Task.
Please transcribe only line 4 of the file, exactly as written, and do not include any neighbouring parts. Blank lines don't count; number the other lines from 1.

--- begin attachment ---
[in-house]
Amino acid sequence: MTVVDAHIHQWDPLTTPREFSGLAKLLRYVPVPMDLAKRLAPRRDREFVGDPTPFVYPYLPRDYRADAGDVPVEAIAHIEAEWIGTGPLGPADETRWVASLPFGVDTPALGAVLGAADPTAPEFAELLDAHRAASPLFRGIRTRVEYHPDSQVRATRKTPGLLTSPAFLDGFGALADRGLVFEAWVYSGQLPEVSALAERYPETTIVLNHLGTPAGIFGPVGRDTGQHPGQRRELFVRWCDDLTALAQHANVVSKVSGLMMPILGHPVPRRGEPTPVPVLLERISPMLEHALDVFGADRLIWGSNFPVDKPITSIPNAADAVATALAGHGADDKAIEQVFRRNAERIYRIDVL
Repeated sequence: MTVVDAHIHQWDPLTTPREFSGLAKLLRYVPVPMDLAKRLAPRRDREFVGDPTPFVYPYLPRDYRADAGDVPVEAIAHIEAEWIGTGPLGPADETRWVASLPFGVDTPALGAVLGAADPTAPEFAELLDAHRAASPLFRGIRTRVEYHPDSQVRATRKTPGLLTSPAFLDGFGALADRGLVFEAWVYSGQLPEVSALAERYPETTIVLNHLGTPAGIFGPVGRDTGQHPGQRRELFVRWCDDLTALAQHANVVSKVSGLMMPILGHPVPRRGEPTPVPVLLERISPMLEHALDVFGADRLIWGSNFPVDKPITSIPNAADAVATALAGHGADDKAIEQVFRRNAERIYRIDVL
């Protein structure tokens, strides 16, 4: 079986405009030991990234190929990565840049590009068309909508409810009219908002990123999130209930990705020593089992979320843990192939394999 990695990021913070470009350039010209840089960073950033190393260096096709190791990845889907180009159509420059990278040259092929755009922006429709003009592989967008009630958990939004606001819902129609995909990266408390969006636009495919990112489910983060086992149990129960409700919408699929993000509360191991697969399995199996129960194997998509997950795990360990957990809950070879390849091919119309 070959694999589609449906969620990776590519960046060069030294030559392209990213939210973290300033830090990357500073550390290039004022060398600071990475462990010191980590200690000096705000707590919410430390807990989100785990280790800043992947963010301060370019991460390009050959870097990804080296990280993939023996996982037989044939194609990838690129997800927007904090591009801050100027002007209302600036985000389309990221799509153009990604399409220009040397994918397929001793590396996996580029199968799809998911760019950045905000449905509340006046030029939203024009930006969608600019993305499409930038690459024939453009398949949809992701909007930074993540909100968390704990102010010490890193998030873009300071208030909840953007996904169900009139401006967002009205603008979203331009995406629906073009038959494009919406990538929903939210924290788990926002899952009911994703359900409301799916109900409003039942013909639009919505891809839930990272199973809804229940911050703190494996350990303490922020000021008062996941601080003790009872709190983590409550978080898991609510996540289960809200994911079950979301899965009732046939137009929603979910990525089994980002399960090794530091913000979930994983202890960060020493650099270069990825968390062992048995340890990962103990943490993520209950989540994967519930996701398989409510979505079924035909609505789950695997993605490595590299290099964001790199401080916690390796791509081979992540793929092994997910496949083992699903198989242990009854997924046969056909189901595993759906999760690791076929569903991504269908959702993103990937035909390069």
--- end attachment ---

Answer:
């Protein structure tokens, strides 16, 4: 079986405009030991990234190929990565840049590009068309909508409810009219908002990123999130209930990705020593089992979320843990192939394999 990695990021913070470009350039010209840089960073950033190393260096096709190791990845889907180009159509420059990278040259092929755009922006429709003009592989967008009630958990939004606001819902129609995909990266408390969006636009495919990112489910983060086992149990129960409700919408699929993000509360191991697969399995199996129960194997998509997950795990360990957990809950070879390849091919119309 070959694999589609449906969620990776590519960046060069030294030559392209990213939210973290300033830090990357500073550390290039004022060398600071990475462990010191980590200690000096705000707590919410430390807990989100785990280790800043992947963010301060370019991460390009050959870097990804080296990280993939023996996982037989044939194609990838690129997800927007904090591009801050100027002007209302600036985000389309990221799509153009990604399409220009040397994918397929001793590396996996580029199968799809998911760019950045905000449905509340006046030029939203024009930006969608600019993305499409930038690459024939453009398949949809992701909007930074993540909100968390704990102010010490890193998030873009300071208030909840953007996904169900009139401006967002009205603008979203331009995406629906073009038959494009919406990538929903939210924290788990926002899952009911994703359900409301799916109900409003039942013909639009919505891809839930990272199973809804229940911050703190494996350990303490922020000021008062996941601080003790009872709190983590409550978080898991609510996540289960809200994911079950979301899965009732046939137009929603979910990525089994980002399960090794530091913000979930994983202890960060020493650099270069990825968390062992048995340890990962103990943490993520209950989540994967519930996701398989409510979505079924035909609505789950695997993605490595590299290099964001790199401080916690390796791509081979992540793929092994997910496949083992699903198989242990009854997924046969056909189901595993759906999760690791076929569903991504269908959702993103990937035909390069």